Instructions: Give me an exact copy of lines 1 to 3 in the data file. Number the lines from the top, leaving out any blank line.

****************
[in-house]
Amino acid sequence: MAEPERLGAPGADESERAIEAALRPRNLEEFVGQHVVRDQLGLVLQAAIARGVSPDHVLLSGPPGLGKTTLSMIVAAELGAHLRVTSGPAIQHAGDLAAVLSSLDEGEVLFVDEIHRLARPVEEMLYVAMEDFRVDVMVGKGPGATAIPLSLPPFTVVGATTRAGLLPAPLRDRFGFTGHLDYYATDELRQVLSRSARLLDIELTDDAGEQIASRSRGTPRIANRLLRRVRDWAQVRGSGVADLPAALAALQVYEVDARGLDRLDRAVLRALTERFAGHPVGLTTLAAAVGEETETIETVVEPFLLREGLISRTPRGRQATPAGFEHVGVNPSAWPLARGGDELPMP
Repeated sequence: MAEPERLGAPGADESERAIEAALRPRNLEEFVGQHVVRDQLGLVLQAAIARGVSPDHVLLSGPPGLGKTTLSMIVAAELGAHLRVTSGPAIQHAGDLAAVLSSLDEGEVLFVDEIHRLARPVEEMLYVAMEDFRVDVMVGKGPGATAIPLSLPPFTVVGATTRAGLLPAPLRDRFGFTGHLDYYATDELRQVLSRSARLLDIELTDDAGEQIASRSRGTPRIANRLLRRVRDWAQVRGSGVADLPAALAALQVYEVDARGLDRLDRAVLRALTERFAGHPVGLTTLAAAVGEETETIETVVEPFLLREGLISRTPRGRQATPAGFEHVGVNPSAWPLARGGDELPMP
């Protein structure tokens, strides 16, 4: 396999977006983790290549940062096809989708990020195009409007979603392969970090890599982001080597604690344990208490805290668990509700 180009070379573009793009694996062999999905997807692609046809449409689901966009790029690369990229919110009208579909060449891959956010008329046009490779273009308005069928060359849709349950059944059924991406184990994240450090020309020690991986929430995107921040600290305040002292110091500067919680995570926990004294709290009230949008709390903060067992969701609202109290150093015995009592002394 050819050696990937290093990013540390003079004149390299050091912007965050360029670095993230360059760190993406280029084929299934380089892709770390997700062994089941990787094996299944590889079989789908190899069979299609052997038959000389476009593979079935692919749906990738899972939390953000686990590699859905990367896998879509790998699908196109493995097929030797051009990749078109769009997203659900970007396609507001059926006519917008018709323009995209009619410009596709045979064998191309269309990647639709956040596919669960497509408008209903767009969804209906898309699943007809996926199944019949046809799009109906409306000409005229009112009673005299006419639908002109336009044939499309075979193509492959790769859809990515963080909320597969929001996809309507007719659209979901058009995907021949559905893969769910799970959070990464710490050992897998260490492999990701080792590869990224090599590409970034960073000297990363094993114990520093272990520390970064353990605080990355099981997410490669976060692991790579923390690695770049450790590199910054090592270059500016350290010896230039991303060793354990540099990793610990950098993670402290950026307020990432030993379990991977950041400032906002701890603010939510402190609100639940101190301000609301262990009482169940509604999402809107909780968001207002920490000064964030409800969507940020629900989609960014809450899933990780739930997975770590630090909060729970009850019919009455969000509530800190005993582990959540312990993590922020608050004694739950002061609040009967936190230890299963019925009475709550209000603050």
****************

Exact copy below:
[in-house]
Amino acid sequence: MAEPERLGAPGADESERAIEAALRPRNLEEFVGQHVVRDQLGLVLQAAIARGVSPDHVLLSGPPGLGKTTLSMIVAAELGAHLRVTSGPAIQHAGDLAAVLSSLDEGEVLFVDEIHRLARPVEEMLYVAMEDFRVDVMVGKGPGATAIPLSLPPFTVVGATTRAGLLPAPLRDRFGFTGHLDYYATDELRQVLSRSARLLDIELTDDAGEQIASRSRGTPRIANRLLRRVRDWAQVRGSGVADLPAALAALQVYEVDARGLDRLDRAVLRALTERFAGHPVGLTTLAAAVGEETETIETVVEPFLLREGLISRTPRGRQATPAGFEHVGVNPSAWPLARGGDELPMP
Repeated sequence: MAEPERLGAPGADESERAIEAALRPRNLEEFVGQHVVRDQLGLVLQAAIARGVSPDHVLLSGPPGLGKTTLSMIVAAELGAHLRVTSGPAIQHAGDLAAVLSSLDEGEVLFVDEIHRLARPVEEMLYVAMEDFRVDVMVGKGPGATAIPLSLPPFTVVGATTRAGLLPAPLRDRFGFTGHLDYYATDELRQVLSRSARLLDIELTDDAGEQIASRSRGTPRIANRLLRRVRDWAQVRGSGVADLPAALAALQVYEVDARGLDRLDRAVLRALTERFAGHPVGLTTLAAAVGEETETIETVVEPFLLREGLISRTPRGRQATPAGFEHVGVNPSAWPLARGGDELPMP